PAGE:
Glossary of Human Resources Management and Employee Benefit Terms
The definition of employee relations refers to an organization’s efforts to create and maintain a positive relationship with its employees.By maintaining positive, constructive employee relations, organizations hope to keep employees loyal and more engaged in their work.
Typically, an organization’s human resources department manages employee relations efforts; however, some organizations may have a dedicated employee relations manager role. Typical responsibilities of an employee relations manager include acting as a liaison or intermediary between employees and managers, and either creating or advising on the creation of policies around employee issues like fair compensation, useful benefits, proper work-life balance, reasonable working hours, and others. When it comes to employee relations, an HR department has two primary functions. First, HR helps prevent and resolve problems or disputes between employees and management. Second, they assist in creating and enforcing policies that are fair and consistent for everyone in the workplace.
By maintaining positive, constructive employee relations, organizations hope to keep employees loyal and more engaged in their work.
To maintain positive employee relations, an organization must first view employees as stakeholders and contributors in the company rather than simply as paid laborers. This perspective encourages those in management and executive roles to seek employee feedback, to value their input more highly, and to consider the employee experience when making decisions that affect the entire company.
Examples of employee relations issues are:
Workplace Conflicts - Disagreements and disputes between employees happen all the time. Often, these are the results of ineffective communication. An HR department or employee relations manager will never please everyone, but if frequent conflicts come up, low morale is building and the issues will only get worse unless resolved.
Workplace Bullying - When a simple conflict escalates into bullying, you’ve got a big problem. The consequences of letting this take place on the job are low employee performance, increased absenteeism, and bad brand reputation (not to mention legal action). Take bullying reports seriously and launch investigations when necessary.
Workplace Safety - If accidents are happening in the workplace, an employer may be held responsible for any injuries, medical leave, and lost wages. On top of that, the company will suffer from the high cost of lowered production. Promoting and immediately addressing workplace safety issues is a top employee relations concern.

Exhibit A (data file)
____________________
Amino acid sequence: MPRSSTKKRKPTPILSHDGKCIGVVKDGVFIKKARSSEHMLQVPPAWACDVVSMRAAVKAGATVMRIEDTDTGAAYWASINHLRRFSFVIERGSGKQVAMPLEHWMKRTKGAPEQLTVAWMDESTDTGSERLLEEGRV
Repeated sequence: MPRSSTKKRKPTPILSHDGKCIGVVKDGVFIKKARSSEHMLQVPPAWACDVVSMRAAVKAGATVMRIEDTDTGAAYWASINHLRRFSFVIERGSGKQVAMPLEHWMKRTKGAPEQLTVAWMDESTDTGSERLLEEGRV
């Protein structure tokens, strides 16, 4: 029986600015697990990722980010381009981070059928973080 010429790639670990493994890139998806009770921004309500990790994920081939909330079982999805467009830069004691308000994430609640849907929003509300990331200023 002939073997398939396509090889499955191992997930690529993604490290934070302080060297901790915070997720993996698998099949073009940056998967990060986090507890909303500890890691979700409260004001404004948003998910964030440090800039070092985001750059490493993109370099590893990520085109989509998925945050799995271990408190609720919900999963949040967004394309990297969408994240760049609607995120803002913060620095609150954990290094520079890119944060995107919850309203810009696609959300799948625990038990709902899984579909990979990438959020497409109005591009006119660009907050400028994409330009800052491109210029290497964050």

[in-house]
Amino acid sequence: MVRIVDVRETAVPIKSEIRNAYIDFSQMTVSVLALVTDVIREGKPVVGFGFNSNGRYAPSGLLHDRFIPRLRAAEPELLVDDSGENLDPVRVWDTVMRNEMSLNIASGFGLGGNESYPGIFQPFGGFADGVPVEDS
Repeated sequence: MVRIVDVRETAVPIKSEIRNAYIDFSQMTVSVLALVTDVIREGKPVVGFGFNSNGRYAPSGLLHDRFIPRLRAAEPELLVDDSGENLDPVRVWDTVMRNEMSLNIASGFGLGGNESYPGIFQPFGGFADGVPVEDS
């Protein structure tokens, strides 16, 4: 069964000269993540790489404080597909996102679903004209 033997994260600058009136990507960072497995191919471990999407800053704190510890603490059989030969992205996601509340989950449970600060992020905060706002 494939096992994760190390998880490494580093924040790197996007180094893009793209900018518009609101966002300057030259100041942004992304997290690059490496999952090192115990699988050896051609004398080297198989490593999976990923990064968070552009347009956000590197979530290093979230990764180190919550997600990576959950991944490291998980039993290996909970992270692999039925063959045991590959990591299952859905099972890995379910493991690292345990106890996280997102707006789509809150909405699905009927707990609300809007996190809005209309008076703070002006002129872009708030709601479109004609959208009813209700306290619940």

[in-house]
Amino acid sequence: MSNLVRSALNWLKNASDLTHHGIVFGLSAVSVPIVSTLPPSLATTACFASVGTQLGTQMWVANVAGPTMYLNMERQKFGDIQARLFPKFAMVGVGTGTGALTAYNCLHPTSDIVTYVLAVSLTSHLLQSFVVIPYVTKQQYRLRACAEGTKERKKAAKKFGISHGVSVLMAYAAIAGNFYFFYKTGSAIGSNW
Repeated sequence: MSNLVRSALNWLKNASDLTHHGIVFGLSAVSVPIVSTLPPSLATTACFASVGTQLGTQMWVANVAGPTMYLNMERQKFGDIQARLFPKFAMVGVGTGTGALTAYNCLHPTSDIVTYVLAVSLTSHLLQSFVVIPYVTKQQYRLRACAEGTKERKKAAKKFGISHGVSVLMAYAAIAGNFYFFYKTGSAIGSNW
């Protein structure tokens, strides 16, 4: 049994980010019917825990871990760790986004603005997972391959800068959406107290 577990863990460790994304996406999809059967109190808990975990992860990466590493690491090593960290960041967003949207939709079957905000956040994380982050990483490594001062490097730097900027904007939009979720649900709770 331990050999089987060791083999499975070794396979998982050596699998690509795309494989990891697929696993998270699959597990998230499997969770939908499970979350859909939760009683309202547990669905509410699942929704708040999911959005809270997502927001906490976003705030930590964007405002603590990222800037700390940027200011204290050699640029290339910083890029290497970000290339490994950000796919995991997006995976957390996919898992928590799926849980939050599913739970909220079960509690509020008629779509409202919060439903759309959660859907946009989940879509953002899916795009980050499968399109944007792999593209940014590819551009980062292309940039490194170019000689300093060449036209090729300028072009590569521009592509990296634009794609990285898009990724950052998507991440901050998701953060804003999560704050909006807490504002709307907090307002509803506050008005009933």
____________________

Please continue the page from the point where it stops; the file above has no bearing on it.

Hour Issues - When employees constantly complain that their hours are not getting counted correctly (or if managers suspect dishonest hour tracking from employees), it’s time to get into the details of what is going on. Federal wage and hour violations break the law and need to be taken seriously.
Pay Raise Requests - Declining or ignoring pay raise requests is just asking for disgruntled employees and high turnover rates. Even if you do offer fair wages, fully consider each request to see if there is room to offer a raise (or other perks instead).
There are many types of employee relations issues, and the way to handle them can vary depending on the particular issue. However, there are some general guidelines to follow. One of them is to listen. Give your full attention and try to focus on what is being said both vocally and physically.
Another guideline is to educate and communicate. The more your employees know the rules and expectations, the better. Consistency across the board is key here. If some employees have privileges over others, no one will care what you say.
Finally, document everything. Keeping accurate legal and employee records is vital when it comes to employee relations issues. You will find yourself needing to refer back to them again and again. They will be especially useful if there is ever an employee lawsuit brought against the company.
An employee relations strategy is a way to create balance between employers and employees by creating an environment conducive to each’s needs. Employers want productivity and performance; employees want acknowledgment and appreciation. A good employee relations strategy will help both get what they want.
Your strategy should include at least the following KPIs:
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